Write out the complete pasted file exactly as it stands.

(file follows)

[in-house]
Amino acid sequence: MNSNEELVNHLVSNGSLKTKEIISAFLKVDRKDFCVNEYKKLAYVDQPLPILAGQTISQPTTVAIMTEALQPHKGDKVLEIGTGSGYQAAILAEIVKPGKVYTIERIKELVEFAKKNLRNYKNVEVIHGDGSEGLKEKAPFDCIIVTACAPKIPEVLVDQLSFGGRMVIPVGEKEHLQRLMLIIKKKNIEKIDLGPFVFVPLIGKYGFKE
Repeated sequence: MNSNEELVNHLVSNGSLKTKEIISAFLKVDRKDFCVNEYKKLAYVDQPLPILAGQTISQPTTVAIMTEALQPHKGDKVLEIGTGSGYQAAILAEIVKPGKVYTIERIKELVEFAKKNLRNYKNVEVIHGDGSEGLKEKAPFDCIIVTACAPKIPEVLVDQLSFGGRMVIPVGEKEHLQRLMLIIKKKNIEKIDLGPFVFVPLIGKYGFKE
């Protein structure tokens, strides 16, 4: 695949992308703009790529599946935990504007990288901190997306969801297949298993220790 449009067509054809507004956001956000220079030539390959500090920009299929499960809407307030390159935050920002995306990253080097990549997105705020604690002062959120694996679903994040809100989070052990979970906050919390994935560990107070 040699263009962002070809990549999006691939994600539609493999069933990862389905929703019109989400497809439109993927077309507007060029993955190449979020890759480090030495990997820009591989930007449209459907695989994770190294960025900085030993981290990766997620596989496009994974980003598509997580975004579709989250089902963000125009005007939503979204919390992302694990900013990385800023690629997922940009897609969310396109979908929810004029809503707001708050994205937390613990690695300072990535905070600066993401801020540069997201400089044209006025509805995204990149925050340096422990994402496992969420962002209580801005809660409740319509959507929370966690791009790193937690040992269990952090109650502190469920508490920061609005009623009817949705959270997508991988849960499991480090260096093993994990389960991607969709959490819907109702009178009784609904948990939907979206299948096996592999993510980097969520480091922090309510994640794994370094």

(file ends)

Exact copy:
[in-house]
Amino acid sequence: MNSNEELVNHLVSNGSLKTKEIISAFLKVDRKDFCVNEYKKLAYVDQPLPILAGQTISQPTTVAIMTEALQPHKGDKVLEIGTGSGYQAAILAEIVKPGKVYTIERIKELVEFAKKNLRNYKNVEVIHGDGSEGLKEKAPFDCIIVTACAPKIPEVLVDQLSFGGRMVIPVGEKEHLQRLMLIIKKKNIEKIDLGPFVFVPLIGKYGFKE
Repeated sequence: MNSNEELVNHLVSNGSLKTKEIISAFLKVDRKDFCVNEYKKLAYVDQPLPILAGQTISQPTTVAIMTEALQPHKGDKVLEIGTGSGYQAAILAEIVKPGKVYTIERIKELVEFAKKNLRNYKNVEVIHGDGSEGLKEKAPFDCIIVTACAPKIPEVLVDQLSFGGRMVIPVGEKEHLQRLMLIIKKKNIEKIDLGPFVFVPLIGKYGFKE
């Protein structure tokens, strides 16, 4: 695949992308703009790529599946935990504007990288901190997306969801297949298993220790 449009067509054809507004956001956000220079030539390959500090920009299929499960809407307030390159935050920002995306990253080097990549997105705020604690002062959120694996679903994040809100989070052990979970906050919390994935560990107070 040699263009962002070809990549999006691939994600539609493999069933990862389905929703019109989400497809439109993927077309507007060029993955190449979020890759480090030495990997820009591989930007449209459907695989994770190294960025900085030993981290990766997620596989496009994974980003598509997580975004579709989250089902963000125009005007939503979204919390992302694990900013990385800023690629997922940009897609969310396109979908929810004029809503707001708050994205937390613990690695300072990535905070600066993401801020540069997201400089044209006025509805995204990149925050340096422990994402496992969420962002209580801005809660409740319509959507929370966690791009790193937690040992269990952090109650502190469920508490920061609005009623009817949705959270997508991988849960499991480090260096093993994990389960991607969709959490819907109702009178009784609904948990939907979206299948096996592999993510980097969520480091922090309510994640794994370094």